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'Dirty bomb' threat

Radioactive materials (RM) are widely used in industry, medicine, agriculture and scientific research. Within this variety of practices there is a range of radionuclides, emitting different types of nuclear radiation, alpha-particles, electrons, neutrons, X and gamma-rays. High-activity RM in several physical and chemical forms, if not managed safely and securely during their production, use, transportation, storage and disposal, can cause severe deterministic effects to individuals in a short period of the exposure time, as well as induce long-term radioactive contamination.

An intentional dispersion of RM into the environment and the intentional exposure of people by radioactive contamination of public domain areas may be extremely harmful. The reduction of the threat of radiological weapon attack by terrorist groups using, for example, explosive dispersion of radioactive materials (“dirty bomb” or RDD - radiation dispersion device), is one of the priority tasks of the IAEA Nuclear Safety and Security Programme. Security issues concerning radioactive materials are addressed through several projects of the Nuclear Security Plan of the Agency.

The environmental impact, induced by an explosion of a “dirty bomb”, radiation protection and decontamination measures and their cost depend on post-explosion spatial and time distribution of radioactivity of specific radioactive materials, physical and chemical properties of the fragments of dispersed RM. Radioactive materials demonstrate different ability for fire or explosive dispersal and vaporization. Depending on physical and chemical forms of radioactive material used for a RDD, the dispersed radioactive products may be in form of liquids, dust, aerosols or solid fragments. It will determine the character of the induced radioactive contamination.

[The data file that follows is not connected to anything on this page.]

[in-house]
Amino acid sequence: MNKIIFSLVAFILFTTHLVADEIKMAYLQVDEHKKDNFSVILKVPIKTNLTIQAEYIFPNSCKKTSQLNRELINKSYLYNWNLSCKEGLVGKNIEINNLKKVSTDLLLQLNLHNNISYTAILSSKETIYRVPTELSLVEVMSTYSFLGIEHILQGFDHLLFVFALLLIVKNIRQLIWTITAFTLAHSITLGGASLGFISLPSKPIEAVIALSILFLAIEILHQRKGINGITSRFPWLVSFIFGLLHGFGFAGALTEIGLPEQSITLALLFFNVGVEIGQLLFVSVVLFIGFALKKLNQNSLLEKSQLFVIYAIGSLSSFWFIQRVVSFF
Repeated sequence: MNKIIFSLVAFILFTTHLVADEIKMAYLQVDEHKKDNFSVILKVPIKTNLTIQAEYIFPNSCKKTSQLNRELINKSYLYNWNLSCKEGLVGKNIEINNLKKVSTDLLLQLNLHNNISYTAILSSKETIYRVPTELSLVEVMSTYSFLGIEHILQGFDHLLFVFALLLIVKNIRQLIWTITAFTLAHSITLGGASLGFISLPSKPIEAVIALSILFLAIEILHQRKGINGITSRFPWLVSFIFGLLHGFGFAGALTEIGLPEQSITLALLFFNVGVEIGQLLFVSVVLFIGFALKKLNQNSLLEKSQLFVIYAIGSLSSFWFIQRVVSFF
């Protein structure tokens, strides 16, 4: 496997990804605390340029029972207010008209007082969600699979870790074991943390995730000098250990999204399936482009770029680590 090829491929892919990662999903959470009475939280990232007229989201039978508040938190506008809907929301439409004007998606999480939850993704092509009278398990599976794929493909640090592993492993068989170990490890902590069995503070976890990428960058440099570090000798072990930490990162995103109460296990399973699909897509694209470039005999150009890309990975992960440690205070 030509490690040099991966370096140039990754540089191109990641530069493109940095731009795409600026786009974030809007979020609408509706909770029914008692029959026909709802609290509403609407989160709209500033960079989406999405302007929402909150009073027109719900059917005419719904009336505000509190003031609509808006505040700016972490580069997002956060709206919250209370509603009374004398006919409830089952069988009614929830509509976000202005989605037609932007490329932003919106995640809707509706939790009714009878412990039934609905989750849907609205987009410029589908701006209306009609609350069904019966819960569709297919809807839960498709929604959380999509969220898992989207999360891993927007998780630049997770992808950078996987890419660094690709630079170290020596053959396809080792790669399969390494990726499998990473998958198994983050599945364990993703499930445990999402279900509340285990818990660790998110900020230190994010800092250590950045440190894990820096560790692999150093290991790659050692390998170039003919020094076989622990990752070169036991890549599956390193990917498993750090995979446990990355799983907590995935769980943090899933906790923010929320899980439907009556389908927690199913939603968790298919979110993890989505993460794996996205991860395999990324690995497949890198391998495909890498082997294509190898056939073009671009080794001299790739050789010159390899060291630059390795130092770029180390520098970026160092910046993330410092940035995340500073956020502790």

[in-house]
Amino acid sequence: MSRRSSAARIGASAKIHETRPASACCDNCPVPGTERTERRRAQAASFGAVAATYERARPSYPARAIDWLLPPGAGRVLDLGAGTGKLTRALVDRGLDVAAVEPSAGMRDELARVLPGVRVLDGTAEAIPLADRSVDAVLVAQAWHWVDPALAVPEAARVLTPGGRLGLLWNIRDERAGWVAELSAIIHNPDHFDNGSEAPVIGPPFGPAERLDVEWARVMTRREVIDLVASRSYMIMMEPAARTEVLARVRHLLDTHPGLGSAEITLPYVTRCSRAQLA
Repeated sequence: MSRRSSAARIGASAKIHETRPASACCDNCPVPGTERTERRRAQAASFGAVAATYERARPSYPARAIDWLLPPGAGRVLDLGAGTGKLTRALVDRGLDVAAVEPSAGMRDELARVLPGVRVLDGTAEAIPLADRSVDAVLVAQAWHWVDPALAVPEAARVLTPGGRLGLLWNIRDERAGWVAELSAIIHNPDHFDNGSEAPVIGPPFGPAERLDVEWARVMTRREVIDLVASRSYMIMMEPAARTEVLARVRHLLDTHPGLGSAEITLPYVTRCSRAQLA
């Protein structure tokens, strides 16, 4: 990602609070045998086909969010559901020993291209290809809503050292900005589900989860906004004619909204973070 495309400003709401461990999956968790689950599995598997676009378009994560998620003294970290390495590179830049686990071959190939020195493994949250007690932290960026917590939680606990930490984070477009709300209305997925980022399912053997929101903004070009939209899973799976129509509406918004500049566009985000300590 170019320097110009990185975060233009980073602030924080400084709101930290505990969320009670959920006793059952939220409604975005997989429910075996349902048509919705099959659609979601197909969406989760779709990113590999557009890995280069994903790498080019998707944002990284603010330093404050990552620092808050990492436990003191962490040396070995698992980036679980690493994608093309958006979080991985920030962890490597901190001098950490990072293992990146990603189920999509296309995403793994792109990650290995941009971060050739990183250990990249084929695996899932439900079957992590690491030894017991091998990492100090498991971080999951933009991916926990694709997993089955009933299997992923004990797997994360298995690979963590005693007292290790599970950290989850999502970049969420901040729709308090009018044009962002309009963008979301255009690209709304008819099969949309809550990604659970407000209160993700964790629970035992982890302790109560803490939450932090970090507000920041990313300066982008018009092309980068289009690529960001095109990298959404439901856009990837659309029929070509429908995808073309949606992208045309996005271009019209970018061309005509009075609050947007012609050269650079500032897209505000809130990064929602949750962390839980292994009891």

The whole picture of an environmental impact, induced by an explosion of a “dirty bomb”, or damage of radiation sources containers, depend not only on post-accidental spatial distribution of radioactivity, but also on its time evolution. The features of targets for explosive radiation contamination, e.g. settlements, facilities, public places, agricultural lands, drinking water supplies, are important as well. Studies of these aspects of explosive dispersion of radioactivity, including numerical imulations and field testing, provide a basis for development of security measures for transportation, storage and operation of specific RM to prevent their malevolent use.

Detailed study of these aspects of explosive dispersion of radioactivity would provide a basis for development of relevant security measures, covering prevention, detection and response issues.

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| Last update: Thursday, 19 February, 2015.